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Reinders MK et al. – Treatment–failure gout (TFG) affects approximately 50,000 patients or about 1% of the overall population of patients with gout in the United States of America. The severity of TFG is manifested by frequent acute attacks of disabling arthritis, chronic deforming joint disease, destructive masses of urate crystals (tophi), progressive physical disability, and poor health–related quality of life. Pegloticase, a novel PEGylated urate oxidase (uricase) enzyme, has been resubmitted for US Food and Drug Administration approval. In a 6–month, placebo–controlled clinical trial, 8 mg of pegloticase for every 2 weeks induced a lytic decrease of serum urate concentrations, leading to dissolution of tophi in 40% of patients at final visit. Although long–term data are awaited, an anti–inflammatory strategy, eg, based on glucocorticosteroids, is needed to prevent pegloticase antibody formation leading to IRs and diminished or shortened efficacy, and might also prevent gout flares. According to the current clinical data, pegloticase might have an important role as a (bridging) treatment in sUr–responsive patients for tophi clearance in severe chronic refractory gout.



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Although the efficacy of clopidogrel plus aspirin for treating acute coronary syndromes (ACS) is well established, considerable uncertainty remains about dosing. Investigators for the manufacturer-sponsored CURRENT–OASIS 7 trial employed a 2×2 factorial design to examine the effects of doubling the standard loading dose and first-week maintenance dose of clopidogrel (from 300 to 600 mg and from 75 to 150 mg, respectively), and compared the effects of high-dose (300–325 mg/day) versus low-dose (75–100 mg/day) aspirin. All 25,086 patients (mean age, 61; 27% women) had ACS and were scheduled for coronary angiography with percutaneous coronary intervention (PCI) as indicated within 72 hours after randomization, and all received a loading aspirin dose of >300 mg. The primary 30-day outcome was a composite of cardiovascular death, myocardial infarction (MI), and stroke. The study had 80% power to detect a 16% reduction in risk.





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Raymond A. Lorenz, Pharm.D.; Cherry W. Jackson, Pharm.D.; FASHP, Marianne Saitz, D.O., M.P.H.

Posted: 11/08/2010; Pharmacotherapy. 2010;30(9):942-951. © 2010 Pharmacotherapy Publication



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Therapeutic Goals in Major Depressive Disorder (MDD)
In a survey published in JAMA in 2003, <22% of respondents who received MDD treatment in the past 12 months considered their treatment adequate.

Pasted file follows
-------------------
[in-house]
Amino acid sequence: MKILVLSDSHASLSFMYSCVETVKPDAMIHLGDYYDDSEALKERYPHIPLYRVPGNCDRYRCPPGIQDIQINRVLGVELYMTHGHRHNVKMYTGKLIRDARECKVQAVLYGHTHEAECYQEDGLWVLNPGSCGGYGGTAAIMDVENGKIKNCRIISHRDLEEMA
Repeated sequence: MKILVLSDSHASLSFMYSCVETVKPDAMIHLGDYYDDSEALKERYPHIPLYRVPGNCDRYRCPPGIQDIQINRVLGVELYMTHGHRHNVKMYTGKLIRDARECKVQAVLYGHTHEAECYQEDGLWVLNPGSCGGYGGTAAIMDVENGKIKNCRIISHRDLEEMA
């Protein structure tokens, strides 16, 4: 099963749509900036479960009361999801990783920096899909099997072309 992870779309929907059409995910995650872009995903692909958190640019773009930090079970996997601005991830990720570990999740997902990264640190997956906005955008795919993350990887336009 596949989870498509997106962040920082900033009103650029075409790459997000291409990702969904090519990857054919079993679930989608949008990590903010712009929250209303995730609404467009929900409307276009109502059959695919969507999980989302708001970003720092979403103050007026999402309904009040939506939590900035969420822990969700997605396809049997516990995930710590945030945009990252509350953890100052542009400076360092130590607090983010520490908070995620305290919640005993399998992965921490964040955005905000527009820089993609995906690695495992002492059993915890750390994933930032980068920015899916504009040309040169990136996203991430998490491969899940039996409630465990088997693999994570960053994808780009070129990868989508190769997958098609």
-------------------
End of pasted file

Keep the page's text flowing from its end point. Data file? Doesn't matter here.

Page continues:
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Abstract and Introduction


Generalized anxiety disorder (GAD) is a common, chronic mental illness that has a significant burden on the patient's quality of life. Treatment for GAD routinely consists of monotherapy with a proven anxiolytic such as an antidepressant or benzodiazepine, but many patients do not respond fully to these drugs, and additional treatment may be needed. Therefore, we reviewed the safety and efficacy of atypical antipsychotics as adjunct therapy to standard GAD pharmacotherapy in patients deemed treatment resistant. We performed a literature search of the MEDLINE database for English-language articles published from January 1966–May 2009. Identified articles were evaluated, and only open-label trials and randomized controlled trials (RCTs) were included in the review. Relevant references from the articles were also evaluated. Only a few reports of large-scale RCTs that assessed an atypical antipsychotic for treatment-resistant GAD have been published. Articles were found for five of the eight currently available atypical antipsychotics, but not for asenapine, clozapine, and paliperidone. Several open-label trials and smaller RCTs support the need for further evaluation of aripiprazole and quetiapine for treatment-refractory GAD, although one quetiapine trial demonstrated negative results. There is disparate data for risperidone, with one open-label trial and one small RCT showing positive results and one large RCT showing negative results. One open-label trial of ziprasidone and one RCT of olanzapine both showed beneficial effects of the drugs. Adverse effects were specific to each agent, with weight gain being the most common, but many studies did not monitor systematically for lipid level, weight, or glucose level changes. Although data suggest efficacy regarding the use of atypical antipsychotics for augmentation of treatment-refractory GAD, more rigorous studies (large, double-blind, placebo-controlled trials) on the safety and efficacy of these agents are needed in order to recommend their use in patients with GAD.



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The FDA approved a dose of dabigatran of 150 mg twice a day for use in patients with nonvalvular AF. In the pivotal RE-LY (Randomized Evaluation of Long-term Anticoagulant Therapy) study, this dose was found to be superior to warfarin for the prevention of stroke and systemic emboli



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The researchers found a 22% increased risk for hemorrhagic stroke and a 10% decreased risk for ischemic stroke with vitamin E supplementation, although the absolute effects are small



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November 5, 2010 (Hyattsville, Maryland) — New data indicate there has finally been progress in improving awareness, treatment, and control of hypertension in the US, although much work still remains to be done [1].



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November 11, 2010 — Postmenopausal women who use hormone replacement therapy face a 29% increased risk of ovarian cancer, according to a study .

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